Early in my career, I worked for a special interest consumer magazine that was getting beaten badly by the competition. In a series of meetings about how to save our magazine and our jobs, we identified the reasons we were getting whacked and outlined a list of potential solutions, then we systematically went through all the solutions and found each one was either too expensive or too risky. So we failed, though we never exceeded our spending budgets.
It was an interesting exercise for someone just learning about business. Companies, like individuals, can be so afraid of trying something new they will keep doing things that don’t work until they go out of business.
The same things happen in government, too, and it’s happening in our government. While one politician after another pays lip service to things like infrastructure spending, in the end, there is not even a hint of political will to increase a fuel tax that has been inadequate for more than a decade. So we careen along a path of self destruction and cloak it in the illusion of fiscal responsibility.
One manifestation of that illusion is the rise of voices claiming that what we are doing — or not doing — makes perfect sense. The budget sequester has won praise by some as, while not ideal, a step in the right direction … a thought based entirely on the concept that nothing is more important than reducing spending, no matter how.
The parallel thought in the road industry was offered in February by transportation consultant Ron Utt, a former budget official in the Reagan administration, speaking to a CNN.com reporter. In scoffing about the dire predictions coming from the American Society of Civil Engineers and other groups as varied as the Chamber of Commerce and the American Association of State Highway and Transportation Officials, Utt said, “To hear some people tell it, you’d think we were Haiti.”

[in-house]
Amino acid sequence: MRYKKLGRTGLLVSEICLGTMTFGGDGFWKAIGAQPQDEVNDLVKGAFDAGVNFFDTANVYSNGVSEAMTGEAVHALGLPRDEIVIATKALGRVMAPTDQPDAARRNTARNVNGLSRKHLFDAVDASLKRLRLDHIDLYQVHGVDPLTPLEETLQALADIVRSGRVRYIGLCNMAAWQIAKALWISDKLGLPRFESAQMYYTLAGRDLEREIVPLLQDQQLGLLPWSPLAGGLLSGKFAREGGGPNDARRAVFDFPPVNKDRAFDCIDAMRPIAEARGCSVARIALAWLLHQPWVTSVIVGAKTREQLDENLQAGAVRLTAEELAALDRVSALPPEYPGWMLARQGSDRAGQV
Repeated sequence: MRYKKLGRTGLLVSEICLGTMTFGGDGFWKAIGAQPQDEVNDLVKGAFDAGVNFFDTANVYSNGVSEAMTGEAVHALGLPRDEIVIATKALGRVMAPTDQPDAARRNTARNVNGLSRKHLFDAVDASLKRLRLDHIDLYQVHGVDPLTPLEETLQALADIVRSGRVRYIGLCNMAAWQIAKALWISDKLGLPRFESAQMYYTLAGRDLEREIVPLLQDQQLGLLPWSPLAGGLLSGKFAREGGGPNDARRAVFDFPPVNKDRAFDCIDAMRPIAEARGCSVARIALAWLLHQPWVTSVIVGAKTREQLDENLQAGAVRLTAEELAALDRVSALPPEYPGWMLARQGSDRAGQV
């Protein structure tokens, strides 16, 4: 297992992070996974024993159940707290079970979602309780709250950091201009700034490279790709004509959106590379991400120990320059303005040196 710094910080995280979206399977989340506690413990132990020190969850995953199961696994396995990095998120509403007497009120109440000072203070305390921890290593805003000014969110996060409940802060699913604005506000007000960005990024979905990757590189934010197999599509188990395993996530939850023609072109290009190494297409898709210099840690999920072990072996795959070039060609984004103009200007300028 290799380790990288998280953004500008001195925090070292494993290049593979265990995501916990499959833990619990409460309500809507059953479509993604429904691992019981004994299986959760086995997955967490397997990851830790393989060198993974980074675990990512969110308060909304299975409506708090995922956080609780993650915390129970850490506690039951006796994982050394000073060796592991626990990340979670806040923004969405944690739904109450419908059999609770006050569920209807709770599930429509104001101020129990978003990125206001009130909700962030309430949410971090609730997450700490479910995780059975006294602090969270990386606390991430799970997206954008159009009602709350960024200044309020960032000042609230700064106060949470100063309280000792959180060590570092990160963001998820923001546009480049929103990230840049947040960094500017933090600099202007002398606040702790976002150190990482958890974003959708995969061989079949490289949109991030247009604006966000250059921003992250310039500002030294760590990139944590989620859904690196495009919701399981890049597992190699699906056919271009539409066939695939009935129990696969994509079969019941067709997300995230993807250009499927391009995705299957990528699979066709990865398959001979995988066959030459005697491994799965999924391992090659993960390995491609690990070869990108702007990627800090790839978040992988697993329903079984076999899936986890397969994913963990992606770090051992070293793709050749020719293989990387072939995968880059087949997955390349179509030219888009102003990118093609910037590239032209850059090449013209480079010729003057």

It’s true. We’re not Haiti and our decline won’t parallel that of an impoverished country.
Instead, the decline of our roads and bridges will continue to be by small, almost invisible degrees and easily misunderstood. For example, Utt pointed out that Federal Highway Administration statistics indicate the miles of pavement in good condition is trending up. This can only be an indication that things are getting better, right?
Probably not. The Obama stimulus spending on roads famously generated much less employment than expected because so much of the money went to small-crew projects like overlays and mill-and-fill interventions. Every mile of overlay goes instantly to the “good” category of pavement condition, so we had a brief burst of wide-scale improvement that will not be sustained by current revenues.
In addition, America’s road managers at every level have learned to give resource priority to preserving healthy pavements while just trying to keep failing roads useable. Inevitably, the inventory of failing roads will begin to grow again in the absence of adequate investment, and by the time this trend becomes visible, the cost to do something about it will be even higher than the cost we are unwilling to assume today.